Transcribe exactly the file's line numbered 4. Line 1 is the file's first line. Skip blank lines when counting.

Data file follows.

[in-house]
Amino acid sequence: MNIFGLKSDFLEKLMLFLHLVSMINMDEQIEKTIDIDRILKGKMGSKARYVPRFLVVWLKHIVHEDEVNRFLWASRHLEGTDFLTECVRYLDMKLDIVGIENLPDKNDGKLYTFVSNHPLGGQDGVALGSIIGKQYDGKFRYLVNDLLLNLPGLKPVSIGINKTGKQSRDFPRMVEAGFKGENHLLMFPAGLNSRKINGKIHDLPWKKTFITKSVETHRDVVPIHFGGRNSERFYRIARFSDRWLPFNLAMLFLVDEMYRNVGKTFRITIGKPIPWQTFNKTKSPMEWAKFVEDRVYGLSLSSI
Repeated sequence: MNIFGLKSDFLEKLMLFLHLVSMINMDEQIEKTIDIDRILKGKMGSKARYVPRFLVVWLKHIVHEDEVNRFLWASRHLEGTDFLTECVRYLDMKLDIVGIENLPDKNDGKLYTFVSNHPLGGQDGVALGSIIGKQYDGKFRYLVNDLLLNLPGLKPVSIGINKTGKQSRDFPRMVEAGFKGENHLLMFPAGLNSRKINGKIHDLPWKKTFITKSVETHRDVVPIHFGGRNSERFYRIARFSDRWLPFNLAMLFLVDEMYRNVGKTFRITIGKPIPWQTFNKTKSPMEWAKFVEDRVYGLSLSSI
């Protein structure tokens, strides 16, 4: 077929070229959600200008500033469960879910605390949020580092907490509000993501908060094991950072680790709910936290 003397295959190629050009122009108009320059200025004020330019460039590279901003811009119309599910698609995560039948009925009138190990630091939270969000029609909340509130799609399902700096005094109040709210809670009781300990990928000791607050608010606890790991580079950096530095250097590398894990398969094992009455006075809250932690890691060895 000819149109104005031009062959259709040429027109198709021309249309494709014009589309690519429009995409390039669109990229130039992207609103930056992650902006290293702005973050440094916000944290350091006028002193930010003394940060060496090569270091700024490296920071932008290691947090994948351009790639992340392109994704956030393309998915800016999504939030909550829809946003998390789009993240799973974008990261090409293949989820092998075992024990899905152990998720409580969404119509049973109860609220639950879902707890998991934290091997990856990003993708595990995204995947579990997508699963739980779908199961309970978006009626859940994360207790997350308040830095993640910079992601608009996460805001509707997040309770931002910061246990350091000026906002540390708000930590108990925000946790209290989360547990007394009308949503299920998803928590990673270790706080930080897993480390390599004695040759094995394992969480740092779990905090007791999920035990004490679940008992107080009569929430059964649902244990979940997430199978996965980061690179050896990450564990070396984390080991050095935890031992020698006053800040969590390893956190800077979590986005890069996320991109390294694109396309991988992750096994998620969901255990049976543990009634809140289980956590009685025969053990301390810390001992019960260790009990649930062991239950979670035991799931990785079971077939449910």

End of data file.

């Protein structure tokens, strides 16, 4: 077929070229959600200008500033469960879910605390949020580092907490509000993501908060094991950072680790709910936290 003397295959190629050009122009108009320059200025004020330019460039590279901003811009119309599910698609995560039948009925009138190990630091939270969000029609909340509130799609399902700096005094109040709210809670009781300990990928000791607050608010606890790991580079950096530095250097590398894990398969094992009455006075809250932690890691060895 000819149109104005031009062959259709040429027109198709021309249309494709014009589309690519429009995409390039669109990229130039992207609103930056992650902006290293702005973050440094916000944290350091006028002193930010003394940060060496090569270091700024490296920071932008290691947090994948351009790639992340392109994704956030393309998915800016999504939030909550829809946003998390789009993240799973974008990261090409293949989820092998075992024990899905152990998720409580969404119509049973109860609220639950879902707890998991934290091997990856990003993708595990995204995947579990997508699963739980779908199961309970978006009626859940994360207790997350308040830095993640910079992601608009996460805001509707997040309770931002910061246990350091000026906002540390708000930590108990925000946790209290989360547990007394009308949503299920998803928590990673270790706080930080897993480390390599004695040759094995394992969480740092779990905090007791999920035990004490679940008992107080009569929430059964649902244990979940997430199978996965980061690179050896990450564990070396984390080991050095935890031992020698006053800040969590390893956190800077979590986005890069996320991109390294694109396309991988992750096994998620969901255990049976543990009634809140289980956590009685025969053990301390810390001992019960260790009990649930062991239950979670035991799931990785079971077939449910």